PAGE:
Sadly once the cold war was done and over with, the policy makers in the US suddenly forgot about its erstwhile ally and instead of jointly dealing with the fall out of the Afghan war i.e. holy warriors, Pakistan was abandoned to deal with them exclusively. As with Afghanistan, policy makers in Islamabad sought to repeat the same routine with India in Kashmir. However by this time, India was already beginning to emerge as an attractive market for US investment and therefore the insurgency in Kashmir turned out to be counterproductive, earning Pakistan several snubs from its old ally. It took 9/11 for the US to finally wake up to the unfinished business of Afghanistan and realize how big of a mistake it was to sideline Pakistan in favor of Indian markets. Today Pakistan's contribution to the war on terror is perhaps second only to the United States. It has apprehended more Al Qaeda terrorists than any other country in the world and has lost a large number of its troops in doing so. Yet, both Afghanistan and India, the nexus between whom was the root cause of the Afghan conflict, take a self righteous attitude blaming Pakistan for every single thing under the sun. The American establishment is far more discerning and has so far resisted any temptation to second Indian and Afghan claims. It goes without saying that the actions of these countries, as in history, are designed only to sabotage the war against terror and nothing else.
It would not be true however to suggest that Pakistan's position vis a vis the US is that of a client or rentier state. Infact Pakistan's support for the US has never been based on political expediency. For a country so closely allied with the US, Pakistan has showed remarkable dissent from US policies where there was a genuine grievance. Despite being an all out ally of the US, Pakistan has refused to accept the American position on Iran-Pakistan-India gas pipeline. Meanwhile the self righteously "independent" and "non-aligned" Indian republic abandoned the pipeline in return for a civilian nuclear deal. Therefore Pakistan's support to the US is based on uniformity of world view and common global objectives.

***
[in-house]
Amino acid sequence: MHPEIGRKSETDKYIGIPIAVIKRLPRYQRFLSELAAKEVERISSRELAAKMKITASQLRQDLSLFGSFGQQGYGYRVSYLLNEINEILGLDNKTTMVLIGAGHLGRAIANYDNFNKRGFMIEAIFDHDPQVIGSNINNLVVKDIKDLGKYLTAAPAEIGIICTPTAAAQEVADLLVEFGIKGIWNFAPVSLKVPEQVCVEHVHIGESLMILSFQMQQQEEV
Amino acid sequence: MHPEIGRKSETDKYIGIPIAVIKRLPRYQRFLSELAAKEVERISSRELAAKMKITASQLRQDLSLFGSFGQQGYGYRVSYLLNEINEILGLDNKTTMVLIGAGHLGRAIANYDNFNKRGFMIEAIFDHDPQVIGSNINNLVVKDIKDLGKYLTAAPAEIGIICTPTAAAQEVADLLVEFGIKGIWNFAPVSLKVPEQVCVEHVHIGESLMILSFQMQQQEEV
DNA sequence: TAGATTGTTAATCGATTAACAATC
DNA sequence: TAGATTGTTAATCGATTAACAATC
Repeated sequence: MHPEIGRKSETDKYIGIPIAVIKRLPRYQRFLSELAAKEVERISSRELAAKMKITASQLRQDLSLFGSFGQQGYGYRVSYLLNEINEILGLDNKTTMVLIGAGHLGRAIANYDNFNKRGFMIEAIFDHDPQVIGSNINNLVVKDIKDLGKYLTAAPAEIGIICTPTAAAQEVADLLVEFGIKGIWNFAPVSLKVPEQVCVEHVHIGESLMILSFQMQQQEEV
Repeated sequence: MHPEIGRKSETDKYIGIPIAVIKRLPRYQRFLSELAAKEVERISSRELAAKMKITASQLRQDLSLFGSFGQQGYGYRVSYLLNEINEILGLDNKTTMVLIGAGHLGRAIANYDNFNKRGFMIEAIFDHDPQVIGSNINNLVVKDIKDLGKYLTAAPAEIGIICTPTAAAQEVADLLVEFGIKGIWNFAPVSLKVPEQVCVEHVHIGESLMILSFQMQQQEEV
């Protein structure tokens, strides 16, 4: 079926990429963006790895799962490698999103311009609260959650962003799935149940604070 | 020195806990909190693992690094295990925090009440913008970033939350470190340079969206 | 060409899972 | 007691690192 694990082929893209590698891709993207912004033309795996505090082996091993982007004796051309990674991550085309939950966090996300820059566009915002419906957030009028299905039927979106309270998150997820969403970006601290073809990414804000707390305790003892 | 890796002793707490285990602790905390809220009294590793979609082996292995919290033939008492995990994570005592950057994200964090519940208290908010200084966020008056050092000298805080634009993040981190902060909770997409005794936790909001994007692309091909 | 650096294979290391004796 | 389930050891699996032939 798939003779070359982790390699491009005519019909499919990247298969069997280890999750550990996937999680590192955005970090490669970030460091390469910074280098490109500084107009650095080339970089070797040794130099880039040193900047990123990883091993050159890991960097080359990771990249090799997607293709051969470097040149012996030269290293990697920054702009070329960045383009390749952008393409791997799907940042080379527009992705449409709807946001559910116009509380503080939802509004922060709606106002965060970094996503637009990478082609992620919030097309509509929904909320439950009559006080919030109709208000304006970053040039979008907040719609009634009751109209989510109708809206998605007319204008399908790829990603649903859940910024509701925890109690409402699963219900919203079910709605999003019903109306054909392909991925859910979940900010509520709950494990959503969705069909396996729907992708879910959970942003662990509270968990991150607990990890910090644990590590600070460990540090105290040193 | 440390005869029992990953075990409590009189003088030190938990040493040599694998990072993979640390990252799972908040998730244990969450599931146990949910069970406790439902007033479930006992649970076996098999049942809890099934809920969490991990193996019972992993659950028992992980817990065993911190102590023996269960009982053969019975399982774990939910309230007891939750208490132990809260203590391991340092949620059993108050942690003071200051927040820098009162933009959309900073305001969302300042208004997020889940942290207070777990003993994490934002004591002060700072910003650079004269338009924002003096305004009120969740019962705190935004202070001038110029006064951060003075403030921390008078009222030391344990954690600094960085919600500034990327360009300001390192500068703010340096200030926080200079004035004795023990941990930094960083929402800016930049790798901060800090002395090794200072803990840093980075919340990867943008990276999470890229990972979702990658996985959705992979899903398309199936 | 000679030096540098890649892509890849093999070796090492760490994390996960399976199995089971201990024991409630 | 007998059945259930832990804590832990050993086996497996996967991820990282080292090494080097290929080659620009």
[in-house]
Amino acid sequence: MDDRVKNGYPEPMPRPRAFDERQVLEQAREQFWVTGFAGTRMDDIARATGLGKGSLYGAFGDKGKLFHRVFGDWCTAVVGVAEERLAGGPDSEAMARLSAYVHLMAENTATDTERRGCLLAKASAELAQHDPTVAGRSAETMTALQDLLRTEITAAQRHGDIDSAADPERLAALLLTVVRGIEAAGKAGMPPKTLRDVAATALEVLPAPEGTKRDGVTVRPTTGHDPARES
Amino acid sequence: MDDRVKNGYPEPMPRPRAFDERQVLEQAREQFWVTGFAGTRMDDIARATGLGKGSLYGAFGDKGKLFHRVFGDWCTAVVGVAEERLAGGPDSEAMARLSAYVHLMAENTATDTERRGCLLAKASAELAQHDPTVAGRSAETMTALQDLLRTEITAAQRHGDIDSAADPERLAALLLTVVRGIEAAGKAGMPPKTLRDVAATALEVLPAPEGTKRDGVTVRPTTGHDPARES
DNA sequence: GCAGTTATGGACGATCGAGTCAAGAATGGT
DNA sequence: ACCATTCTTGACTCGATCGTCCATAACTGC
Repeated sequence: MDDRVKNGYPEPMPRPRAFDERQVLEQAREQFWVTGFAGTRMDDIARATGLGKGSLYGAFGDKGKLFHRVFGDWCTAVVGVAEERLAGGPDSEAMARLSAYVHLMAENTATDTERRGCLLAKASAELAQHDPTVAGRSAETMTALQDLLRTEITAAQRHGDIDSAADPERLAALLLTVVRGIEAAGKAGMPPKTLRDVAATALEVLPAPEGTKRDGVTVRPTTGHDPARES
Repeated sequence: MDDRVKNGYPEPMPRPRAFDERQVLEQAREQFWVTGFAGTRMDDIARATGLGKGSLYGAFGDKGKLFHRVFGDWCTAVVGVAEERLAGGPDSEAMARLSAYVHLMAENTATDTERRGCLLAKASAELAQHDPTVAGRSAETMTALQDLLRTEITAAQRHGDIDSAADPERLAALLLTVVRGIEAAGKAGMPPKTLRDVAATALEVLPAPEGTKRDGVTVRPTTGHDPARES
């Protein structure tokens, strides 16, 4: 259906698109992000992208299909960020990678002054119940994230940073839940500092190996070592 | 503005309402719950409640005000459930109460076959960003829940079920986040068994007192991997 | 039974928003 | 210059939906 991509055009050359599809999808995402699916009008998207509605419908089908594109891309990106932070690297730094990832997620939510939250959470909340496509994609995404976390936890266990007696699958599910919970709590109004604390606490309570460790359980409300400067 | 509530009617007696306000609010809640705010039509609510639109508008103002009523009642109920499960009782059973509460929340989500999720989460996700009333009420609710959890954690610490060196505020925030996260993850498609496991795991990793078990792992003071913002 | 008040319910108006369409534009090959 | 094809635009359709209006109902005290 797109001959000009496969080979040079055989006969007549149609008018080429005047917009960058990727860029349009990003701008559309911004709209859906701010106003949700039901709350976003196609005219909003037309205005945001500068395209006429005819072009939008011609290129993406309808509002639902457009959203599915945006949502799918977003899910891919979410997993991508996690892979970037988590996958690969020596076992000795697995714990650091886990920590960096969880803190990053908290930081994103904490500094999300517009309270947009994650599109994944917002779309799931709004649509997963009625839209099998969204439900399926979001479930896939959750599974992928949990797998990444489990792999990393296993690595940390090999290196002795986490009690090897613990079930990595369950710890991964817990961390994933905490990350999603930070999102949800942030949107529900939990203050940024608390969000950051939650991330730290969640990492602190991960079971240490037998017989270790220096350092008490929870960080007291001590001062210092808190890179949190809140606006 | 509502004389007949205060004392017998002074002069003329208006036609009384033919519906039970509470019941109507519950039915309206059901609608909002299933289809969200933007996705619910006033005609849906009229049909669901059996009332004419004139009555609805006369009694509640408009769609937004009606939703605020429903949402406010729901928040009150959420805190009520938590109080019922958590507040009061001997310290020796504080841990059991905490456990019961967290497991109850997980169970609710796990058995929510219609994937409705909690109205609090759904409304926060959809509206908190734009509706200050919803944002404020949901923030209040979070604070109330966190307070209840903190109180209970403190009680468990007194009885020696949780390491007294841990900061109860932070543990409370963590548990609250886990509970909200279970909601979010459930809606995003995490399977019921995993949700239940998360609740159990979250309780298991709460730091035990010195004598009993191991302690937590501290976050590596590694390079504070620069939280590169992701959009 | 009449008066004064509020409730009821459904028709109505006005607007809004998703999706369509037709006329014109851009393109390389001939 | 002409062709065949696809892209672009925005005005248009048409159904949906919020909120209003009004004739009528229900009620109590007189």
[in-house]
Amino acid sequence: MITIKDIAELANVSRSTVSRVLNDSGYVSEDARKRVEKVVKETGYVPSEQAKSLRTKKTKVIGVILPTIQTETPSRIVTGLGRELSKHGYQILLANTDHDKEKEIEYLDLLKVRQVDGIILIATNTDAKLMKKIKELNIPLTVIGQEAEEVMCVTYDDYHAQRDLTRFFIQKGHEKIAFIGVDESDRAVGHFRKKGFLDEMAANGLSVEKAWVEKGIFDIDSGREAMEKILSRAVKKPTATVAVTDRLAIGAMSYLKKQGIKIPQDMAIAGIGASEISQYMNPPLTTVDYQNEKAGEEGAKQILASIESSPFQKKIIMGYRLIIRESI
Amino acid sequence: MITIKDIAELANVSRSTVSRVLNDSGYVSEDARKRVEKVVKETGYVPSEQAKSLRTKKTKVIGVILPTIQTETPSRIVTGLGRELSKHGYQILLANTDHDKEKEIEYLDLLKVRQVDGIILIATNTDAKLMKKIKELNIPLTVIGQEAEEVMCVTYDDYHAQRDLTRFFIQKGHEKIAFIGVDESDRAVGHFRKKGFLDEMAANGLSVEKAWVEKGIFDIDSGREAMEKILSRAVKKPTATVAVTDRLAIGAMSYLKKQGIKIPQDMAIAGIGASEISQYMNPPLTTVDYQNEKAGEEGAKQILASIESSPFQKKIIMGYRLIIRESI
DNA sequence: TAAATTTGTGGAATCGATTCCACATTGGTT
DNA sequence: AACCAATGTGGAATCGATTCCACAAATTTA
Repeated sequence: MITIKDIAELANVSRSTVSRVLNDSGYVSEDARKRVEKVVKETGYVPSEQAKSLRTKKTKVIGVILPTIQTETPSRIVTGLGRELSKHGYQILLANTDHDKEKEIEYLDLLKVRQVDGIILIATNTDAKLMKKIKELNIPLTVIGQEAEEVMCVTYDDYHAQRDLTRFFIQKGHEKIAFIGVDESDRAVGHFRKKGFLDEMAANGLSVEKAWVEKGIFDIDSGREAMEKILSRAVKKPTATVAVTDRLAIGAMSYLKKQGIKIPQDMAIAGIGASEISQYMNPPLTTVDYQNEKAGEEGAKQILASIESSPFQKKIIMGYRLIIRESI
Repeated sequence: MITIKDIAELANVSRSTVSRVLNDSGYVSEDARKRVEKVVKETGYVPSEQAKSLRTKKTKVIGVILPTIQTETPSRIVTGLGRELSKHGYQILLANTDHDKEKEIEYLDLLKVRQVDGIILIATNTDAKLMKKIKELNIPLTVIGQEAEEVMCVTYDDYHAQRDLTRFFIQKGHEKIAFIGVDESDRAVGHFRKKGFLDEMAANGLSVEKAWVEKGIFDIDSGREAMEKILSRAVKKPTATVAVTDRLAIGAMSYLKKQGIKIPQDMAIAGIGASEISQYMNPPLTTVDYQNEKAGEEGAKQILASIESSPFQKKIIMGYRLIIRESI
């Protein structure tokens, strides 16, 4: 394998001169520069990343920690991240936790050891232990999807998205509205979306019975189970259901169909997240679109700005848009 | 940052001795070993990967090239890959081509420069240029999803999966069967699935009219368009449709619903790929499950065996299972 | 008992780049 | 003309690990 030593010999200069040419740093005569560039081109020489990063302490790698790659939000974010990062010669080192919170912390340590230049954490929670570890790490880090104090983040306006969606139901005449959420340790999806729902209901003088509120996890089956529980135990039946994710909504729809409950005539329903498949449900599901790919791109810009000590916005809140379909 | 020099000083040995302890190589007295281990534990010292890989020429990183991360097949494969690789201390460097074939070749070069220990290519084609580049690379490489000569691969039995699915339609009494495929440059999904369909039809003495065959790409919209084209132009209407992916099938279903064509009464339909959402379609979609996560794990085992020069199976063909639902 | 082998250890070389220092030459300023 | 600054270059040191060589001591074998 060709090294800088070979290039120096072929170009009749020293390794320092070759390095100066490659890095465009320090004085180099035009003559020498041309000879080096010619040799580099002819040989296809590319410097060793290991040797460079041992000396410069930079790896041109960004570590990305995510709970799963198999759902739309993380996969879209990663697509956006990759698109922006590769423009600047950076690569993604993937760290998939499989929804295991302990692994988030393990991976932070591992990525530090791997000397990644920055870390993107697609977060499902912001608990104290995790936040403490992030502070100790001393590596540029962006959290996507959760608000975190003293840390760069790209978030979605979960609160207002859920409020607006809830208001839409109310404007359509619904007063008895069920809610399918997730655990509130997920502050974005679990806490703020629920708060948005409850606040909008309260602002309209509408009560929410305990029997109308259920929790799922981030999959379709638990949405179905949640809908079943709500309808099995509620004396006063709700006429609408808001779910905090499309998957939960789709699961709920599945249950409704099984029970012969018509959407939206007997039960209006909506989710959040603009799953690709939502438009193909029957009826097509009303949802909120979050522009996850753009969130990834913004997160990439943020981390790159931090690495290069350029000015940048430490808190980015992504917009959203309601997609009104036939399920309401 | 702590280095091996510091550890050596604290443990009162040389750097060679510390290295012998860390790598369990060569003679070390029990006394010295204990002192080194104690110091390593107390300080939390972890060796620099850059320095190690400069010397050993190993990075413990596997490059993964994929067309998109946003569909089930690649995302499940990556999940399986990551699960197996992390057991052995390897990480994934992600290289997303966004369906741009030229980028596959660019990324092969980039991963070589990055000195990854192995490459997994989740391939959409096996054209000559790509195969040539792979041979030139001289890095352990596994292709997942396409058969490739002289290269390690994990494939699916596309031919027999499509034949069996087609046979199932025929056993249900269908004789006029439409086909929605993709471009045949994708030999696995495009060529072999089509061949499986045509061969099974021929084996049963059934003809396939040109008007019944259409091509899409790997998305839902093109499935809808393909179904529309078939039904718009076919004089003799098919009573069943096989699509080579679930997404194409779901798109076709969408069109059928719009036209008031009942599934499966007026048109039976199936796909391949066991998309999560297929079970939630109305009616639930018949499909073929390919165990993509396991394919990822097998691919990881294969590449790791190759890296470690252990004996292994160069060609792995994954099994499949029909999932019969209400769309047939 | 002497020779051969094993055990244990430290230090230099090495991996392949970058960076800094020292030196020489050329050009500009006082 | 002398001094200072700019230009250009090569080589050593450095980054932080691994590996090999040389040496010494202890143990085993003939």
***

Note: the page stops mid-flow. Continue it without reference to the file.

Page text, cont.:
Regardless of the negative propaganda against Pakistan that is found in certain quarters of the western media, Pakistan must put its head down and keep working towards the noble objectives on which it was founded i.e. democracy and a free and peaceful world. It must continue to play its role as the bridge builder between the United States, China and the Islamic World, the three blocs closest to its heart. Pakistan's future lies in being a broker of peace and security and in an ever-more fractured world, a pivot of stability. And while mindful of its international role and responsibility, the country must also endeavor to work towards becoming a true constitutional democracy so that Jinnah's vision of "US and Pakistan as equal partners in defense of democracy" can finally come true.